Journalists wearing full protective clothing have been allowed to enter the Fukushima nuclear plant in Japan on Saturday, for the first time since the country was hit by an earthquake and a tsunami.
During the tour, journalists took pictures inside the damaged plant.(photo, from lefigaro.fr)
On the tour journalists saw “twisted and overturned trucks, crumbling reactor buildings and piles of rubble virtually untouched since the wave struck”, said a reporter from the Associated Press.
For months journalists requests to visit the plant have been rejected by the authorities, who claimed that the radiation levels on the grounds were too high. They also said that it could hamper operations to tackle the crisis.
However the authorities organised this tour on Saturday in order to show that the situation at the Fukushima nuclear plant is progressively becoming more stable.
When they arrived on Friday, the reporters were first shown a nearby football-training complex which became a base for the clean-up operation.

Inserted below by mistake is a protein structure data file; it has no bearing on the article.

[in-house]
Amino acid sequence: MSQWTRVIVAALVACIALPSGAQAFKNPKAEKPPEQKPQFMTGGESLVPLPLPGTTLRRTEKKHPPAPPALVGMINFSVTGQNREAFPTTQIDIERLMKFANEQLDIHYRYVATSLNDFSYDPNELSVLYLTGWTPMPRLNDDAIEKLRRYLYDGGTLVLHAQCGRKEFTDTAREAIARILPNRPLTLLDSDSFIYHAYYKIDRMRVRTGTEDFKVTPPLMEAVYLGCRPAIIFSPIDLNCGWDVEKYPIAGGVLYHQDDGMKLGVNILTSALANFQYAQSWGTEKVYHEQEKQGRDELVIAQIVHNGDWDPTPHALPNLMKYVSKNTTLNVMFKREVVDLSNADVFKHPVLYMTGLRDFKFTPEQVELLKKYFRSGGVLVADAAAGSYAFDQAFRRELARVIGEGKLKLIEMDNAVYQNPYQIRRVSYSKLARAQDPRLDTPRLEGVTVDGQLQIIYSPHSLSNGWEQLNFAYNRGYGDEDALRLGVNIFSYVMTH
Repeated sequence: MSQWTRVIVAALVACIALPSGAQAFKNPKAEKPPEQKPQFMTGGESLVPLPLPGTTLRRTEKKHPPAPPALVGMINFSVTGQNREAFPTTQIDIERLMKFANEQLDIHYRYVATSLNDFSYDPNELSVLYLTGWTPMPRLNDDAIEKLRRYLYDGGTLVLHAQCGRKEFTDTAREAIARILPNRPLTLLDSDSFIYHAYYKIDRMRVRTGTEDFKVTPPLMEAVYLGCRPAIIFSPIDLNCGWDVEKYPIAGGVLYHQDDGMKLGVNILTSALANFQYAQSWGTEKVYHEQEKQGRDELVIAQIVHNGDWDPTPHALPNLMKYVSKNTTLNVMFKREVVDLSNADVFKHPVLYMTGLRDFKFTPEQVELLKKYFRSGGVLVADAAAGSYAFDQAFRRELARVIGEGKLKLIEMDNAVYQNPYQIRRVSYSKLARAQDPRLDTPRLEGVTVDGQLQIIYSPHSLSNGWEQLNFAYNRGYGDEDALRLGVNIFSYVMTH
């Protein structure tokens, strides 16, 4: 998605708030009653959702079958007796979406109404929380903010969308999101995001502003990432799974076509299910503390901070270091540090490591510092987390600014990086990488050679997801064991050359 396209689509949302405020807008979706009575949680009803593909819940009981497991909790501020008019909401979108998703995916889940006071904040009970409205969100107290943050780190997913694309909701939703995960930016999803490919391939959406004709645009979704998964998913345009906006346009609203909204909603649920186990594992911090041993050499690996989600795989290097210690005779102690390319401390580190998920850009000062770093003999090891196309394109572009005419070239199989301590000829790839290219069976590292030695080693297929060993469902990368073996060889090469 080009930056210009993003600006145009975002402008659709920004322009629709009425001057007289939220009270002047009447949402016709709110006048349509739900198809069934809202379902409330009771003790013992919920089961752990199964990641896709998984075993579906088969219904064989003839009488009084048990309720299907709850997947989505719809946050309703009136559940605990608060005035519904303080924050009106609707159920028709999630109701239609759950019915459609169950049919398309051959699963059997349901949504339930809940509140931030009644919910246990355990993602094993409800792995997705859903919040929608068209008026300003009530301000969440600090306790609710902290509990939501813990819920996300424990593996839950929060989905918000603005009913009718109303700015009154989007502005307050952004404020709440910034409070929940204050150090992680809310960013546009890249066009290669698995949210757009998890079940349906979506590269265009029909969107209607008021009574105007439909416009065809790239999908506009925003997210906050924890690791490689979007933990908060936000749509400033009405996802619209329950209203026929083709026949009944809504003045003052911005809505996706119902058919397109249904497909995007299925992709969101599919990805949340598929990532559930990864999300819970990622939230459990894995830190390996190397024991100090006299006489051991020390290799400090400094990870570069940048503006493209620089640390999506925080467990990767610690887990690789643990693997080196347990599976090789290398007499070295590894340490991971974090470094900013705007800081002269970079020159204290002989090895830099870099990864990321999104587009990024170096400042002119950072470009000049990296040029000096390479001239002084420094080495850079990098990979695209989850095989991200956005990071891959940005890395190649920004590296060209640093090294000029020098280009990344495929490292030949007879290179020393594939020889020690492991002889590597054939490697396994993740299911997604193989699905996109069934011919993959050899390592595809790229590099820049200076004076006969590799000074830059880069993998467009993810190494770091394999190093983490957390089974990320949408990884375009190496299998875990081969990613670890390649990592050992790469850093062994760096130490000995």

And the following day they boarded two bus in which they were shown around the Fukushima site itself.
‘Live without fear’
On the tour journalists were accompanied by the minister in charge of the clean-up operation, Goshi Hosono, and Masao Yoshida, the head of the Fukushima plant.
Mr Yoshida described the dreadful conditions at Fukushima after the tsunami.
“In the first week immediately after the accident I thought a few times, I’m going to die,” he said.
But he added that the situation is much better now.
“I believe the plant is stabilised to the level that residents in surrounding communities can live without fear.”
“But it’s still very tough conditions for the recovery workers inside the complex,” he added.
In a speech to workers at the plant, Mr Hosono praised them for the progress being made.
“Every time I come back, I feel conditions have improved. This is due to your hard work,” he said.
The tsunami badly damaged four of the six reactors at Fukushima.
The containment structures of reactors one, two and three were damaged after the nuclear fuel rods melted down because the tsunami impaired their cooling systems.
And a build-up of hydrogen gas caused several explosions.
The workers’ main task at the plant remains to complete the process of stabilising these reactors.
However in the meantime the authorities have been trying to deal with the accumulation of highly contaminated waste water in the reactor buildings.
Much of the countryside around the plant is sealed-off because large quantities of radioactive material have leaked after the earthquake and the tsunami.
Although the authorities hope to complete a “cold shutdown” of the damaged reactors by the end of 2011, a thorough decommission of the plant could take decades.